It’s important not to confuse American social problems with the Canadian context, argues Sean Speer in the Sun. The political conditions that gave rise to American’s populism are simply not present here.
by Sean Speer, August 1, 2016
Back-to-back Republican and Democratic conventions have blasted U.S. political news and ideas into Canadian living rooms. We’ve been saturated with American facts, stories, and experiences every day for two straight weeks.
One of the results is to reinforce the pre-existing tendency for Canadian politicians to wrongly draw on American evidence for the Canadian context. It’s a mistake made by both liberals and conservatives that we should all agree to stop. Canadian policy debates should be based on Canadian facts and evidence.
Canadian progressives are frequently guilty of conflating America’s lack of social mobility with the Canadian experience in their calls for more wealth redistribution. The 2016 federal budget described a scenario of wage stagnation, social immobility, and economic anxiety that might reflect the circumstances in parts of the United States but resembles few communities in Canada. As one Canadian-born, U.S.-based scholar has put it: the American Dream seems to have migrated to Canada.
Canada’s median income had matched and now exceeds that of the United States.
Consider a 2014 New York Times project that found that while U.S. middle-class income growth had largely stalled over the past 30 years, it’s climbed by nearly 20% in Canada. The result is that, by 2010, Canada’s median income had matched and now exceeds that of the United States. It’s the reason the New York Times declared Canada the home of the world’s richest middle class.
Consider another study produced by TD Bank that shows Canada’s median household income went from lagging that of the U.S. in the mid-1970s to establishing a nearly 10% income advantage by 2010. It’s no surprise, then, that the authors described it as a “tale of two countries.”
The list goes on. Yet, despite this clear evidence of social mobility and wage growth in Canada, there’s a tendency among some politicians to attribute the American experience of immobility and stagnation to the Canadian context. The result is a set of policies – such as tax hikes on the wealthy – that don’t reflect the Canadian experience.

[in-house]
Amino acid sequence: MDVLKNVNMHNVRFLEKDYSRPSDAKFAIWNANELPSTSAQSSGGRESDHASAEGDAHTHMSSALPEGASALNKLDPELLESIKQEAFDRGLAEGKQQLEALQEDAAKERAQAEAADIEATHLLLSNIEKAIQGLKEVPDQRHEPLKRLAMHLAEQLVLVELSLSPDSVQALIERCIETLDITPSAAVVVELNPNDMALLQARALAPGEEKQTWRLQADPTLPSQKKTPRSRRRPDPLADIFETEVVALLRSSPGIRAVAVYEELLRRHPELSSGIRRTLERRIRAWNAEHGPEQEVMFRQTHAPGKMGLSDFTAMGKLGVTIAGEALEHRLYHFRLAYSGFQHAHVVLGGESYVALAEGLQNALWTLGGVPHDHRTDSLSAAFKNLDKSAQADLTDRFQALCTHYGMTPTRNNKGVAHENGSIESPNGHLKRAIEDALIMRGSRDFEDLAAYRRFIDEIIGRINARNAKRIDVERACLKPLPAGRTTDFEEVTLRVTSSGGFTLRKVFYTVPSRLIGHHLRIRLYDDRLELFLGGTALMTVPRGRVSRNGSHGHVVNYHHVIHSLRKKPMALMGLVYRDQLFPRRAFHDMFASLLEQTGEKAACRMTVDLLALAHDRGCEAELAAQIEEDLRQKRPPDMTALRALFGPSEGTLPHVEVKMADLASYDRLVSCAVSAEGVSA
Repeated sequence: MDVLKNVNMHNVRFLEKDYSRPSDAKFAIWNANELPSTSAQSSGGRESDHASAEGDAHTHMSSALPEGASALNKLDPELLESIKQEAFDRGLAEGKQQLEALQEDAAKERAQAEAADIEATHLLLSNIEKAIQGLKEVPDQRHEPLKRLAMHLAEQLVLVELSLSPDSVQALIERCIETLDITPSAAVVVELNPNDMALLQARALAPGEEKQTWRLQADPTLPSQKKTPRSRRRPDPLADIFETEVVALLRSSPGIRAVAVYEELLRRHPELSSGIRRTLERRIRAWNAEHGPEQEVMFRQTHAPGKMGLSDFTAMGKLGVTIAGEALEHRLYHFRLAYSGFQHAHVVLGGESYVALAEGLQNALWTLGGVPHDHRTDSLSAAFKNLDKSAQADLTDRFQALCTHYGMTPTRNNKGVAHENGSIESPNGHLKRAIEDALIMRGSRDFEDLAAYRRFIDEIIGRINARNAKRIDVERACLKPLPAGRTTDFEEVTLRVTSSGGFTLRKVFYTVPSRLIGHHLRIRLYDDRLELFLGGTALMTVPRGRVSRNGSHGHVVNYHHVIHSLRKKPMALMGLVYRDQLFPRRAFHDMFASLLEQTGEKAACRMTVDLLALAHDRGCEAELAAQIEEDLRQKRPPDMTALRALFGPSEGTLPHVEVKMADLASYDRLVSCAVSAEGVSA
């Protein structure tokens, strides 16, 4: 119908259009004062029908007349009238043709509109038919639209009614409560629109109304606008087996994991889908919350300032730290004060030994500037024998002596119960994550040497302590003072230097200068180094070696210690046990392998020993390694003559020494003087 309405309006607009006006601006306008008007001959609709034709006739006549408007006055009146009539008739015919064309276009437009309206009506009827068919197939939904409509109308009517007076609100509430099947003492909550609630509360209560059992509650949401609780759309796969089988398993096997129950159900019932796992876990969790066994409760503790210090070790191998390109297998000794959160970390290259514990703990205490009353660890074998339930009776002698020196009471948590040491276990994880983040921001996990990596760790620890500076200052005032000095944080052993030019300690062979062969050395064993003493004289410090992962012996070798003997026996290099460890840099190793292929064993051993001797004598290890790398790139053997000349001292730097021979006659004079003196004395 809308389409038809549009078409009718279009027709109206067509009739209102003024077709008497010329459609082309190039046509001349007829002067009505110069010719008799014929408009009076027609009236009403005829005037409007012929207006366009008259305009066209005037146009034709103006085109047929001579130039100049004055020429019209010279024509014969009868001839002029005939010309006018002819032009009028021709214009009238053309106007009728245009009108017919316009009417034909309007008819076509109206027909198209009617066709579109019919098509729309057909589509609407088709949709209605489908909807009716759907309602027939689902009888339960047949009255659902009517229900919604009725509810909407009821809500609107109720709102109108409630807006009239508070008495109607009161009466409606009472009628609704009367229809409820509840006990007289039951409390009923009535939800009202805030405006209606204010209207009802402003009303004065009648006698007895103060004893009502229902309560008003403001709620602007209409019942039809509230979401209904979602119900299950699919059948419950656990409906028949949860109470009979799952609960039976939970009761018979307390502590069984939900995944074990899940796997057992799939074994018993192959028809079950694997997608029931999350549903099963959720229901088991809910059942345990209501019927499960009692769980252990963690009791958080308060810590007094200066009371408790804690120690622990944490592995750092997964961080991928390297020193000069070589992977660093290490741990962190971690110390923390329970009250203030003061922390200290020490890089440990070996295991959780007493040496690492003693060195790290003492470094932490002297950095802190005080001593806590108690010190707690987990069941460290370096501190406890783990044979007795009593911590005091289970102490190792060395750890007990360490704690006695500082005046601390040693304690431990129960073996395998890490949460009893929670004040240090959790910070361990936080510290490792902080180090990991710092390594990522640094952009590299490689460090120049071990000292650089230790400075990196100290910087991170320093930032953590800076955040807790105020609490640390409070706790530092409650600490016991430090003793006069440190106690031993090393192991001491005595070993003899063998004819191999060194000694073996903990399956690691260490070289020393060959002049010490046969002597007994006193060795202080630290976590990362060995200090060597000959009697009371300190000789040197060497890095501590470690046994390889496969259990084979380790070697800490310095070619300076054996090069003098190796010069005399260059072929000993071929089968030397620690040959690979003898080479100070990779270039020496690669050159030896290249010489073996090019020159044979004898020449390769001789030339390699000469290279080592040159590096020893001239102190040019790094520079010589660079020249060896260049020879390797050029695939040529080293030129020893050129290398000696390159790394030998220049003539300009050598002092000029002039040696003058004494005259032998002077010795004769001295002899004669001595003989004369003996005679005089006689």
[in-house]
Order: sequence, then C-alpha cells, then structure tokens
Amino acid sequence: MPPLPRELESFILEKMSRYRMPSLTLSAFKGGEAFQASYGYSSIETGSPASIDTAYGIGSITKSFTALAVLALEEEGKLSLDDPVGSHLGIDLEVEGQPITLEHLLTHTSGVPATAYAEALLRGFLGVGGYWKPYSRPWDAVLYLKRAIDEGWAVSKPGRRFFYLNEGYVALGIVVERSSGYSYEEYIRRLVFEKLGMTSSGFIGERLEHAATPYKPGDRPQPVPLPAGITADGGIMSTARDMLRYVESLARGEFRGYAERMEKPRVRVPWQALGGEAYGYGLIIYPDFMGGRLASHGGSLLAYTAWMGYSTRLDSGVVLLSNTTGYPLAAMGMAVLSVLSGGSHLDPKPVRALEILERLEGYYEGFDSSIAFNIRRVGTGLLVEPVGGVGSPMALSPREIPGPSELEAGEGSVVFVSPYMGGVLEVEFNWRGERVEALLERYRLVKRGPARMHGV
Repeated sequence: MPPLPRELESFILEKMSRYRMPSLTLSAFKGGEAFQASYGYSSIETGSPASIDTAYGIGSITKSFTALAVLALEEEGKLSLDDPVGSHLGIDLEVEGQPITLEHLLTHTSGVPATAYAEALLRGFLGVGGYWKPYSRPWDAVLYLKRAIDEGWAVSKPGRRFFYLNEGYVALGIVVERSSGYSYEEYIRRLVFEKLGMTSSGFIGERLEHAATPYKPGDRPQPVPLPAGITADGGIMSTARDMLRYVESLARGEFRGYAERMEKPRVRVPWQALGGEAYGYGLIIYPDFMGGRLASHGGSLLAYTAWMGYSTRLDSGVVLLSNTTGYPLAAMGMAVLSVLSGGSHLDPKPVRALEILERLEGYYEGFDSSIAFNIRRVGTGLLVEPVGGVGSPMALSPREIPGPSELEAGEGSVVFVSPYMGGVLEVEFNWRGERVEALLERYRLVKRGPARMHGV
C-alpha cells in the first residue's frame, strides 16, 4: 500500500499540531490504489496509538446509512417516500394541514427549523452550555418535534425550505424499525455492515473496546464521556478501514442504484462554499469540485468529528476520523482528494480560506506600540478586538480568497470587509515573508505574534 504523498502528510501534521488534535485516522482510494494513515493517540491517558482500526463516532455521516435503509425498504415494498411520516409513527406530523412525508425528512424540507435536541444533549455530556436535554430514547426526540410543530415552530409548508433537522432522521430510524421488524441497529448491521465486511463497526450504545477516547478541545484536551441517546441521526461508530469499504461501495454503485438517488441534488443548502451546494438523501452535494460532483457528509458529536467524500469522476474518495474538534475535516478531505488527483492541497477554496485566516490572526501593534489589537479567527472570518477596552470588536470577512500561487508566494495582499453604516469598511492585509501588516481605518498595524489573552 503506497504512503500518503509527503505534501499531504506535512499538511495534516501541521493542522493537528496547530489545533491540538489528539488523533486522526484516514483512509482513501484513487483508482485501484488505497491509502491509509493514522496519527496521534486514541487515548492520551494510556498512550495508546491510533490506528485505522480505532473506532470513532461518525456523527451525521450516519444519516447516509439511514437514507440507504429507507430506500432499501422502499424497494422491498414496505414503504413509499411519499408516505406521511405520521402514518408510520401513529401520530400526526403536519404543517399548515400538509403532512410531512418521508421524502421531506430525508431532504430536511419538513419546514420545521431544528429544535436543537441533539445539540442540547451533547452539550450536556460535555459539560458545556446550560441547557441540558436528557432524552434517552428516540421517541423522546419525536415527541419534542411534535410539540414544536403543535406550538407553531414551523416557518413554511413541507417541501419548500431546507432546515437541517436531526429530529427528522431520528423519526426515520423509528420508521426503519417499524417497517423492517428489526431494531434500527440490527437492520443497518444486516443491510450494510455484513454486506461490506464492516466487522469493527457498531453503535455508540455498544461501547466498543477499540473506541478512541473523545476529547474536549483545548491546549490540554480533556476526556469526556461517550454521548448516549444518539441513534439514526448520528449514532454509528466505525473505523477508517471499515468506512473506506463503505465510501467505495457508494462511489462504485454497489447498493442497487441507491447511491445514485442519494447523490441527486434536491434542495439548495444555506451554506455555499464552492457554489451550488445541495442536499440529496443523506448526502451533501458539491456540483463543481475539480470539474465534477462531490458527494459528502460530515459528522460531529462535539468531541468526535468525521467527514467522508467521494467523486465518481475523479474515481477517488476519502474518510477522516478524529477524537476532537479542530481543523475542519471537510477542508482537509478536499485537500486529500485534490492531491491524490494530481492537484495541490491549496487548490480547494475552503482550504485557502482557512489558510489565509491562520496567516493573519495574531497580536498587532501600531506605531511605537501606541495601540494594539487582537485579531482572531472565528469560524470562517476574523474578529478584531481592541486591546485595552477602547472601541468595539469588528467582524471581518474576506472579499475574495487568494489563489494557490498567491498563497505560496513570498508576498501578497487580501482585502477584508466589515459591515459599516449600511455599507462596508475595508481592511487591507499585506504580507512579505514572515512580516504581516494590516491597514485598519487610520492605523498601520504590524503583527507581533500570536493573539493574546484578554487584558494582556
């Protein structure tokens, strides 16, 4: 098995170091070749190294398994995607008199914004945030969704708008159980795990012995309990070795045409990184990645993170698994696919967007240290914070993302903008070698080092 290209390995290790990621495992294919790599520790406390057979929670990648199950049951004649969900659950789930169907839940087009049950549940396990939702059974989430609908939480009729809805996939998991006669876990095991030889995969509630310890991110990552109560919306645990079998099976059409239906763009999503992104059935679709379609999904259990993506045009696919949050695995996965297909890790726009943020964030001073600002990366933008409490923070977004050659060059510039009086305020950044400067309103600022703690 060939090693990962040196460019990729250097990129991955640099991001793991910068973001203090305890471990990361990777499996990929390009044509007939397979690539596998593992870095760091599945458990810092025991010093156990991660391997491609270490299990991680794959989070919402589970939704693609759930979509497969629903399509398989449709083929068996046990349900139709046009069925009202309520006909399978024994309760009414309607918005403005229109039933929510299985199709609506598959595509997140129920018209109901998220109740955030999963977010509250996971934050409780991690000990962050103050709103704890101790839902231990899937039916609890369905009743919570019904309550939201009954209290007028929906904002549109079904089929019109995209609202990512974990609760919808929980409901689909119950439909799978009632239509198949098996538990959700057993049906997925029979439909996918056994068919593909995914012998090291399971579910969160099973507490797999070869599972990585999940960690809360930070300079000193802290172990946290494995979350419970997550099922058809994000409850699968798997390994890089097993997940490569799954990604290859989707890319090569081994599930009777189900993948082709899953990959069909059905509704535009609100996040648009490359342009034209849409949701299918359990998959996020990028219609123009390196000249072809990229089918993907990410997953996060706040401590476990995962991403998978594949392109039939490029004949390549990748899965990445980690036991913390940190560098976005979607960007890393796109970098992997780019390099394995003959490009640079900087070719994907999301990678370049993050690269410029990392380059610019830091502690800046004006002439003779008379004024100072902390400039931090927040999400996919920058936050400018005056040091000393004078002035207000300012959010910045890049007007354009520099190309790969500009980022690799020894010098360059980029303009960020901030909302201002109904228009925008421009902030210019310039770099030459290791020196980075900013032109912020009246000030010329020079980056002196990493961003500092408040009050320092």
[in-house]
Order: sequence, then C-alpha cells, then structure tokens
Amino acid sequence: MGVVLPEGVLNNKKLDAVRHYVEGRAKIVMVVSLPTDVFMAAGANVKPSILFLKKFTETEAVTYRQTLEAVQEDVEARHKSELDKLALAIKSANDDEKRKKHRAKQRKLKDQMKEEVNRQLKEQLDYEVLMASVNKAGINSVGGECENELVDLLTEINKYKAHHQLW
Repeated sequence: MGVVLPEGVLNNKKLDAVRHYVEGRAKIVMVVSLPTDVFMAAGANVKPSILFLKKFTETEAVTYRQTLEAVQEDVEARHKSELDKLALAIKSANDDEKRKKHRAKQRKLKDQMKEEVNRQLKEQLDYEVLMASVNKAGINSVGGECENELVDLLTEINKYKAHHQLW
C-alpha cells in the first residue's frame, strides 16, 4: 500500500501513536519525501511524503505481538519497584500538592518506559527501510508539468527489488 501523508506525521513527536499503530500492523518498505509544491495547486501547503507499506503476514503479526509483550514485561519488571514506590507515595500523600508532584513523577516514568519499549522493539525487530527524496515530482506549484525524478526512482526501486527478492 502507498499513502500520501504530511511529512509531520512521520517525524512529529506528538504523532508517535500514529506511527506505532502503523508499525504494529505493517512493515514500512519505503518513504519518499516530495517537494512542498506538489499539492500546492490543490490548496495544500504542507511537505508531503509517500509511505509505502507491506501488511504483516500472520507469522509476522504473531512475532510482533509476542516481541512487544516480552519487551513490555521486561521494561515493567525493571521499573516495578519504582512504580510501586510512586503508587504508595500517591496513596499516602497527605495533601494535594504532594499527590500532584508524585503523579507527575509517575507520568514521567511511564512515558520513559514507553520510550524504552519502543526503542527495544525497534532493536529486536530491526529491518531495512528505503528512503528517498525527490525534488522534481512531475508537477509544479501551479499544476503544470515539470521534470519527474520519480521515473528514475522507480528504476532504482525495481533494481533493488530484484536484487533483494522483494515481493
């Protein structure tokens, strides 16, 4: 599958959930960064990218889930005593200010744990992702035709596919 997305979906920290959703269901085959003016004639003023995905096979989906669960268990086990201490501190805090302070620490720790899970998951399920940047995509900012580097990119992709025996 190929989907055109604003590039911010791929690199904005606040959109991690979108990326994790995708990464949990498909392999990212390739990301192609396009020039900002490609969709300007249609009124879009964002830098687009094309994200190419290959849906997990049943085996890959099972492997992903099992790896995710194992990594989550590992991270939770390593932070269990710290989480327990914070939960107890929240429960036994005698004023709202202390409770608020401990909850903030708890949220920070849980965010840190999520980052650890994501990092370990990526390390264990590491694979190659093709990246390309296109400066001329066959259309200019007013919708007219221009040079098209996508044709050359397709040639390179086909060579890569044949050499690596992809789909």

And this isn’t just a problem amongst liberals. It’s also increasingly a trend among conservatives who seem to see the potential conditions for Trumpism across the 49th parallel. Headlines such as “Trump a cautionary tale for conservatives” suggest that Canada is susceptible to Trump-like populism. This, too, is mostly a consequence of simply assigning U.S. facts and figures to Canada.
despite this clear evidence of social mobility and wage growth in Canada, there’s a tendency among some politicians to attribute the American experience of immobility and stagnation to the Canadian context.
One can argue about the various factors that’ve led to Donald Trump’s surprising political success but most would agree that the root causes – such as the dysfunctional U.S. immigration policy, concerns about free trade, and a nostalgia for a perceived golden era – are less evident here in Canada.
Reforms undertaken by the Harper government to reorient immigration policy to Canada’s economic needs and to enforce immigration rule-breaking have given Canadians more confidence in our system. Roughly six in 10 Canadians view trade as Canada’s top foreign policy priority even if support for specific deals is a bit lower. And the general mood of the country is positive, according to a series of different polls.
Moreover the type of socio-cultural and economic dislocation in parts of the U.S. (see for instance J.D. Vance’s recent book, Hillbilly Elegy, on the tragic decline in parts of the Appalachia) that has contributed to Trumpism is not present in Canada save perhaps for certain First Nations reserves.
This isn’t to say that Canada doesn’t have problems or that we shouldn’t be cognizant of the conditions that have led to social immobility or economic anxiety in the United States. But it is a caution that Canadian politics cannot take its bearings from the U.S., which is facing a unique set of challenges.
Sean Speer is a Munk Senior Fellow at the Macdonald-Laurier Institute